Brands can provide excellent customer support in both physical and virtual worlds with a smart marketing strategy.

How can brands find their audience in the metaverse? People between the ages of 18 and 34 are most interested in augmented reality. They hang out in spaces like Discord, Twitter and Reddit, which are metaverse platforms in the making, because they have been designed to be more democratic and typically feature voice communications, text-based chatting and teamwork. This makes these places more immersive, like the metaverse.

The future audience of the metaverse cares about the environment, culture and shared experiences. Creating shared enjoyment and collaboration will be key for any brand marketing strategy in the metaverse.

Metaverse tools and platforms for retailers

Many platforms can help retailers, but which are the best ones? Consider workspace platforms designed to improve remote collaboration and provide immersive training:

Horizon Worlds was launched by Meta and requires users to have a Facebook account to hang out with up to 20 people in a virtual space.

Mesh for Microsoft Teams allows people in different physical locations to join collaborative and shared holographic experiences.

Many well-known metaverse platforms offer gaming:

Roblox is a popular place where people play games made by developers.

Play-to-earn (P2E) games are early-stage metaverse platforms with innovative economic models that allow players to earn an income while playing.

Virtual real estate offers brands the opportunity to buy plots of land, much like in the real world:

Decentraland offers anything available in the physical world—from skyscrapers and rapid transportation systems to movie theaters and hotels.

Sandbox is a blockchain gaming platform where users can purchase, sell, create and trade digital assets.

The metaverse today is what websites were in the 90s. Brands can develop a strategy to develop their own metaverse platform and then apply their brand across other platforms.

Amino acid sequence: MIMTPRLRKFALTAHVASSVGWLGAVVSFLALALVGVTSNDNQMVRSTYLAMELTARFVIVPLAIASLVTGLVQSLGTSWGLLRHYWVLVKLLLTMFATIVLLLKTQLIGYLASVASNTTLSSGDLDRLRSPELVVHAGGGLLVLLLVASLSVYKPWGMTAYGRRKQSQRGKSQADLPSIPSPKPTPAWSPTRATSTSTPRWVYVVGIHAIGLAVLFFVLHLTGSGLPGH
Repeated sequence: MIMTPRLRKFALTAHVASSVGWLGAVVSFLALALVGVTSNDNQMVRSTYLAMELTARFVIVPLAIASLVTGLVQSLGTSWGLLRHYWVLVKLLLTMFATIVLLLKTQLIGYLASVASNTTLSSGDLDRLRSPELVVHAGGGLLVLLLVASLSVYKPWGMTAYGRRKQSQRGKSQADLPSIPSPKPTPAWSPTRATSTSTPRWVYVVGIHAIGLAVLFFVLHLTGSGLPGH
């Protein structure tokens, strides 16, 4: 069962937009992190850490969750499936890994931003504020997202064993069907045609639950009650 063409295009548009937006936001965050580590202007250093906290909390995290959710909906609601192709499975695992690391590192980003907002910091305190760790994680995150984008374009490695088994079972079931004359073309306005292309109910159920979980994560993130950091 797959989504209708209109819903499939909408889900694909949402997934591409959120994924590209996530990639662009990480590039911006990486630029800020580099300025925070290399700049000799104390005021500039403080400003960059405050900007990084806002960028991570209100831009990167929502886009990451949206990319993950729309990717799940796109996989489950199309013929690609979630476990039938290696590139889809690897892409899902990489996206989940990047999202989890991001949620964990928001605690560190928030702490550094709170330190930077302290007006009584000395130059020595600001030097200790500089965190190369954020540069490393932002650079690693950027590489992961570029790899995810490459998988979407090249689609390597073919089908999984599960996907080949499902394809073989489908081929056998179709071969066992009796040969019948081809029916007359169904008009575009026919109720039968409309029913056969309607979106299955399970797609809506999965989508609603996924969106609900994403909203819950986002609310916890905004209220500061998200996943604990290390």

This is important, because right now, most brands are playing in the metaverse via platforms that belong to other companies, which created the likes of Decentraland and Roblox to enter the metaverse. A good example of a similar situation is that of Target and Amazon. In 2001, Target did something unthinkable in today's world: It outsourced its entire online operation to Amazon. In fact, Amazon was running all the e-commerce technology operations of Target as well as Toys “R” Us, Borders and other brands that have since disappeared. But in 2009, Target announced it was going its own way and spent the next years investing heavily in its own website. By 2014, it had rewritten 75 percent of the code in its e-commerce platform, bringing it up to speed with competitors.

The moral of the story? Be a brand that creates its own metaverse experience. In the future, every brand will have their own 3D experience that can be accessible through wearables and websites.

Eventually, these experiences will create a collective metaverse economy, giving rise to novel legal questions much like in the real world. This may sound gimmicky, but future retailers are starting to shape that reality now.

 AJ Dalal
AJ Dalal
GVP, Data Science & Analytics